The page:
One night we also opted for the White Room at £25 per person. Although making a booking made it sound like they were doing you a favour by fitting you in, the place was less than half full. We did get a table on the outside deck for the evening, which was lovely. The food was OK, but probably not quite £50’s worth, save for a rather nice basket of bread.
Drinks were reasonably priced, considering their location; mostly on a par with with what you would pay in a restaurant or bar at home; and when you factored in the 8% loyalty discount, it made for much better value beverages than on other cruise lines where you have to mentally add 15% to the price of everything you’ve just ordered.
Room service was fine and easy to order through the clunky and slow interactive TV system. Although some dishes were free, some had a charge and there didn’t seem to be any logical connection between the cost of the dish and whether it was free or not.
We also did Glasshouse for the lunchtime tapas which was pretty good. Finally we tried East for a lunch special of £7.50 each, which was probably the best all round meal had on board as the food was good and had decent service; which is something that couldn’t be said for the majority of food and drink experiences…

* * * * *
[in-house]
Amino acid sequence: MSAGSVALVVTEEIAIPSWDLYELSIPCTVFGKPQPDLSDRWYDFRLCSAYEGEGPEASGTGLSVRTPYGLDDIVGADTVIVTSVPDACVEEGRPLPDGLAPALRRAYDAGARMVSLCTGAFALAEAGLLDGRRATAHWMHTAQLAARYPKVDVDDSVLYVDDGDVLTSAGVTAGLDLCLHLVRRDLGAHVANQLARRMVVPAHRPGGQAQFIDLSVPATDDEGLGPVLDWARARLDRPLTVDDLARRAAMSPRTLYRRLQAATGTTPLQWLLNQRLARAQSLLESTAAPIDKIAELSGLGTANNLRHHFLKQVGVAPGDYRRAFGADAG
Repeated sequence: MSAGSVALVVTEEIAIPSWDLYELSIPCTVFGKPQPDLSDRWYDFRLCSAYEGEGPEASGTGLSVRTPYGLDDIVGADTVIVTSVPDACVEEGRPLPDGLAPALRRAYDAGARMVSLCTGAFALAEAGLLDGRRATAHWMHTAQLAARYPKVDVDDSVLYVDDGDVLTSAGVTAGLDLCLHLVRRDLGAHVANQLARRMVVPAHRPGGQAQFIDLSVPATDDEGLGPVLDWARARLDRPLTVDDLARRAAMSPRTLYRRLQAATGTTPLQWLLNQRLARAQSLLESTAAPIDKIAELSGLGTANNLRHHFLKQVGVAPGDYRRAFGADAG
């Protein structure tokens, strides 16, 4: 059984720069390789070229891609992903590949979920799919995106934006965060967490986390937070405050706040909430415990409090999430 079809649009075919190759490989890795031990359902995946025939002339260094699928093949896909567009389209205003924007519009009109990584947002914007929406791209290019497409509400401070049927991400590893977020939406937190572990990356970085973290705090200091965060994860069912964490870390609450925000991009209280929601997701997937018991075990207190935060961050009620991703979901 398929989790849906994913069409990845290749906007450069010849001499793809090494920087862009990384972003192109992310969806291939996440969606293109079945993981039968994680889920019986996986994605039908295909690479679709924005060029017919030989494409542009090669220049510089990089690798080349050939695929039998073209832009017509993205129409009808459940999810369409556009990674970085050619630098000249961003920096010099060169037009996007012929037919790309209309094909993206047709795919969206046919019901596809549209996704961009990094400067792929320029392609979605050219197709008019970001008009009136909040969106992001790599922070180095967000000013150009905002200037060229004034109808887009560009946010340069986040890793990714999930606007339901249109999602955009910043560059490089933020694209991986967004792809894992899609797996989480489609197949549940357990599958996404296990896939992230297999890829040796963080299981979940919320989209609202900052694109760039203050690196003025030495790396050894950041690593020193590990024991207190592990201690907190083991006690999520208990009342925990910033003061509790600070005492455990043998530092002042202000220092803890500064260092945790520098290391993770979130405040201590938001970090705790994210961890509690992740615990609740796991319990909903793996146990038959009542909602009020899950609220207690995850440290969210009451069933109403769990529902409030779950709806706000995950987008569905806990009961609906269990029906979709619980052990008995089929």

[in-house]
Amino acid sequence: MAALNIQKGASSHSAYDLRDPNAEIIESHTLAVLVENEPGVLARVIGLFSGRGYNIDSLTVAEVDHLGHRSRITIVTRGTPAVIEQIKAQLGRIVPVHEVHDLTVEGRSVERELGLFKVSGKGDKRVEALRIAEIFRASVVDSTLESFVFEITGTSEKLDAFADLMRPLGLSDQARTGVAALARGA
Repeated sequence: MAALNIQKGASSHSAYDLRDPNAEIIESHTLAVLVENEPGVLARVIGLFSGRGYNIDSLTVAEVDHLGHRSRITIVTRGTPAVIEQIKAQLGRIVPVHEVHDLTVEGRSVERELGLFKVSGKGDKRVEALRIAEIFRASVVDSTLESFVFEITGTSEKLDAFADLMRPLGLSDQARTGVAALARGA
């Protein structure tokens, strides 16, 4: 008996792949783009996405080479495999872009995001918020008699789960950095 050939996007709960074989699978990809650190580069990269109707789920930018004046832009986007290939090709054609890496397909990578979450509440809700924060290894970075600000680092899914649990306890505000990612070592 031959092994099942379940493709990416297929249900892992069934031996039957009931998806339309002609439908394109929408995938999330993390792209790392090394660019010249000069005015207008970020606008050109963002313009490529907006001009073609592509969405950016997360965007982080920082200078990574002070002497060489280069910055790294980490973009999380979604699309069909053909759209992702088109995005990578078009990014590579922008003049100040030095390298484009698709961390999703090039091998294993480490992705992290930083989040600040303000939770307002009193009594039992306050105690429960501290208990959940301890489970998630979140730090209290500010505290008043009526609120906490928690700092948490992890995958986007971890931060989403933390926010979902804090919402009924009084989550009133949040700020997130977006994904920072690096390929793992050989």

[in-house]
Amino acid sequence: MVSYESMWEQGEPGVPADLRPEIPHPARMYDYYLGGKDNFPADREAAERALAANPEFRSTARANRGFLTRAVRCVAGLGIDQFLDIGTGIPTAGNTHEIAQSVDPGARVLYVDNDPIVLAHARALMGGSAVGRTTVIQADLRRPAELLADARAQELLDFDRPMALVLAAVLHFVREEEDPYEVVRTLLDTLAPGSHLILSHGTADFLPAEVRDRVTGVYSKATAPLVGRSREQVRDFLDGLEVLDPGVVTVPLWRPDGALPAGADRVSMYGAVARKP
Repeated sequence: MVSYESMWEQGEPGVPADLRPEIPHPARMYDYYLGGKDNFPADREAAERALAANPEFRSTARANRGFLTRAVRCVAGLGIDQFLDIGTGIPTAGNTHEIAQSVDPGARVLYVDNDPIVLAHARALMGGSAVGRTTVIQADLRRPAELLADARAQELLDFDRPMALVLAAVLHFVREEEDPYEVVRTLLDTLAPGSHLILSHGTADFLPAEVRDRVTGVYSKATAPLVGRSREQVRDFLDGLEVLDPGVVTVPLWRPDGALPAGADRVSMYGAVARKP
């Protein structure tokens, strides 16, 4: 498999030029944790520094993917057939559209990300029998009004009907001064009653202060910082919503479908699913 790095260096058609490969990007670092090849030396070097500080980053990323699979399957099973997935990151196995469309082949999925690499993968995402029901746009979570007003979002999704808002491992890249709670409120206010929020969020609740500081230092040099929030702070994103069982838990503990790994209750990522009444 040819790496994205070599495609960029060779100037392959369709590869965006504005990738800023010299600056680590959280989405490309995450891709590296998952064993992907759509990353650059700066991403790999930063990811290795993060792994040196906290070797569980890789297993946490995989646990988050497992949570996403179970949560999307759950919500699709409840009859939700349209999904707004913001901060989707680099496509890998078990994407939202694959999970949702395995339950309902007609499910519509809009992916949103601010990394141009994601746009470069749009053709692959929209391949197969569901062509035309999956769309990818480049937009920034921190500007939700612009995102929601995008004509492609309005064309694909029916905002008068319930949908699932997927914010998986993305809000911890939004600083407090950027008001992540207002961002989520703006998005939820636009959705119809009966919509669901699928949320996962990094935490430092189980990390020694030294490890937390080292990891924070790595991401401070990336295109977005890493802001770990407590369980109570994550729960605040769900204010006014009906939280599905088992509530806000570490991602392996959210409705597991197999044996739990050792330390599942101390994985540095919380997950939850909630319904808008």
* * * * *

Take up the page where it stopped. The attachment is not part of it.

This is where P&O need to do some serious work. First the positives, the room steward was excellent, and probably one of the better ones I have had. He was like a hawk and always said good morning / afternoon and always knew when you were away from your cabin whether or not you put the service tag out.
The bad bits were pretty much everything else. The reception desk was about as welcoming as the enclave to the Wicked Witch of the West and it apparently it was my fault that the bar code on my cruise card wasn’t printed properly and the fact that the other card didn’t open the cabin door.
In the restaurant things were worse. The first night not even a hello from the waiting staff; we have to ask for bread. And menus. And for someone to take a drinks order (who eventually did so just as we started the mains). The second night it took until the dessert course arriving for them to get the wine saved from the previous night and then the wine waiter actually stood and augured with us as we’d had the cheek to eat in deck 5 restaurant rather than deck 6 the night before. I could stand this no-longer so had a quiet word with both the wine manager and the restaurant manager who were apologetic. After this we were seated more quickly and only in a specific section where the staff were better (no doubt the corner reserved for the complainers).
On deck the drinks staff weren’t much better. It was often an issue getting someone to take your order (ironically the worse service was where there was less passengers around, where the few staff that were working didn’t really seem to care either way). Often the drinks would take an age, particularly if you were ordering expensive soft drinks from your pepsi card and even then service was hardly with a smile.
I also found it irritating that you couldn’t just get something directly from a bar and all interactions had to be with 2 people. Perhaps because the people pouring the drinks were even less polite than the waiting staff, with rarely even a please or thank you. Likewise if you asked for anything slightly different, the answer was never yes. It was always a problem or something they needed to “check on”.